Wall Street stocks moved sharply lower and yields on short-dated Treasury bonds rose to 14-year highs after fresh evidence of red-hot US inflation drove market fears that the Federal Reserve will be forced to take aggressive monetary action to slow economic growth.
The broad-based S&P 500 stock index fell 2.7 per cent, while the tech-heavy Nasdaq Composite, which is stacked with interest rate-sensitive growth stocks, dropped 3.4 per cent. Both indices were on track for their worst daily performance since May 18.
The yield on the two-year Treasury note, which moves with interest rate expectations, rose to 3 per cent, its highest level since 2008, the last time it passed the psychologically significant 3 per cent level.
The yield on the five-year Treasury briefly surpassed the yield on the 30-year, indicating the market believes that the Fed’s campaign of raising rates could tip the US economy into recession.
The US government’s consumer price index report showed the annual pace of inflation rose to 8.6 per cent in May, above April’s 8.3 per cent reading and exceeding economists’ forecasts as prices of food, energy and shelter all increased.
The Fed is widely expected to raise its main interest rate by a further 0.5 percentage points at its policy meeting next week. At the Fed’s May meeting chair Jay Powell had set the stage for half-point rises in both June and July, but some questions remained about whether the central bank would continue at that pace at it meeting in September. After Friday’s inflation data, the market had fully priced in a 0.5 percentage point rise in September as well.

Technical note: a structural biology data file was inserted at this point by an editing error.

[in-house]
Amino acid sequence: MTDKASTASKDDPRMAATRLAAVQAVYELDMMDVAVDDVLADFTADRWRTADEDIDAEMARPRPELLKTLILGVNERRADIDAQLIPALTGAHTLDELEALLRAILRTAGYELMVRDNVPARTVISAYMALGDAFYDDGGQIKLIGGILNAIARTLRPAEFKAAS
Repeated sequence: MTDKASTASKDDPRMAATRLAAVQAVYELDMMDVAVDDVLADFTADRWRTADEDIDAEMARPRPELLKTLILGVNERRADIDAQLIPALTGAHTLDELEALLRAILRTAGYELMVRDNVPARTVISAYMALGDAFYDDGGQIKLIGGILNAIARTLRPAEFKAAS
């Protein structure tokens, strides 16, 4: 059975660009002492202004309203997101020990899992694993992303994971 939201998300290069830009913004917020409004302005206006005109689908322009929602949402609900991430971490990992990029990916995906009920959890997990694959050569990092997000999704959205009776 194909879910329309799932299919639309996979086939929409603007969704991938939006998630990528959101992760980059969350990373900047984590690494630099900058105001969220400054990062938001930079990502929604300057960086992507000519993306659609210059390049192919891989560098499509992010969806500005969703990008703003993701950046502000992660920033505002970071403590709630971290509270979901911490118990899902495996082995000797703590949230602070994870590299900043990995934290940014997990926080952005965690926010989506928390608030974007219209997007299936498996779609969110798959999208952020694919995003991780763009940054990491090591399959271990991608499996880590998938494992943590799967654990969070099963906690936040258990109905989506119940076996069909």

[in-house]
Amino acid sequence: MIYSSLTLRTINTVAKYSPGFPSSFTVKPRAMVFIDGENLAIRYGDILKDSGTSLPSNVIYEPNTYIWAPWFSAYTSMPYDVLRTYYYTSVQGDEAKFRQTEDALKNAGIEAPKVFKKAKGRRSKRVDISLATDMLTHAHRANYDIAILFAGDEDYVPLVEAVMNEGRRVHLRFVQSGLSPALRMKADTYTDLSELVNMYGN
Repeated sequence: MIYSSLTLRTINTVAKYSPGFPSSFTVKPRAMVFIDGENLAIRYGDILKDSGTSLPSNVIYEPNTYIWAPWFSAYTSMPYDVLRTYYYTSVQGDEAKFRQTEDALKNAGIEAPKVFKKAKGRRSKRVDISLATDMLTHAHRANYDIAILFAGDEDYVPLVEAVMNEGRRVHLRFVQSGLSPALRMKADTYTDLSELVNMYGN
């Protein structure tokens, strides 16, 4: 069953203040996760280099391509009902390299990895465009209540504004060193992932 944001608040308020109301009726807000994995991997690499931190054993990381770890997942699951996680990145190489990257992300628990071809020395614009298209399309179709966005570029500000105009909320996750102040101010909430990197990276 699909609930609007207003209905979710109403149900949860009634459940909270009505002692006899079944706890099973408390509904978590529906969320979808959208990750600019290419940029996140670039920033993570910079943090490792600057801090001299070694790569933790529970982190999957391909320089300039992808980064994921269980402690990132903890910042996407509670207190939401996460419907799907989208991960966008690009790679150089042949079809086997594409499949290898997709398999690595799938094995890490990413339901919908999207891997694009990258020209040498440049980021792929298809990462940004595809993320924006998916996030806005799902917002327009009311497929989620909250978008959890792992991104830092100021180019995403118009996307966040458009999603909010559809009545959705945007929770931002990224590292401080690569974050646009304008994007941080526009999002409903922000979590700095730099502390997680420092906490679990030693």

The futures market now expects the Fed’s benchmark interest rate to be 3.2 per cent by year-end, implying half-point increases at the Fed’s next four meetings — June, July, September and November — plus a quarter-point increase in December.
“The market thinks the Fed is going to have to do more tightening and this increases the risk of recession,” said Brian Nick, chief investment strategist at Nuveen.
Europe’s regional Stoxx 600 share index dropped 2.6 per cent as worries about the US outlook added to fears about the effects of eurozone rate rises on financially weaker European nations.
US and European stocks had also dropped on Thursday when the European Central Bank rattled markets by spelling out its own plans for tightening monetary policy.
The ECB, which has long been one of the world’s most accommodative central banks, signaled on Thursday that it may lift its main deposit rate to above zero in September, which would be its first departure from negative interest rates in eight years. It also said it would end net purchases of member states’ debt, sparking fears about financial stress for the bloc’s weaker economies.
“The message for the markets is that the priority now is quashing inflation, it’s not about growth,” said Paul O’Connor, head of the UK-based multi-asset team at Janus Henderson.
“The ECB’s hawkish pivot,” he added, provided “a big setback for global bulls, as it reinforces the idea that central banks just aren’t going to stop fighting inflation.”
A FTSE index of developed and emerging market shares slipped more than 2.6 per cent, putting it on track for its worst weekly decline since October 2020.
Germany’s 10-year government bond, which serves as a benchmark for borrowing rates in the region, rose 0.07 percentage points to 1.5 per cent, its highest level since 2014.
Italy’s 10-year bond yield rose by 0.15 percentage points to 3.74 per cent, more than triple its level at the start of the year.
In Asia, Hong Kong’s Hang Seng index traded flat and Tokyo’s Nikkei 225 fell 1.5 per cent. Mainland China’s CSI 300 rose 1.5 per cent.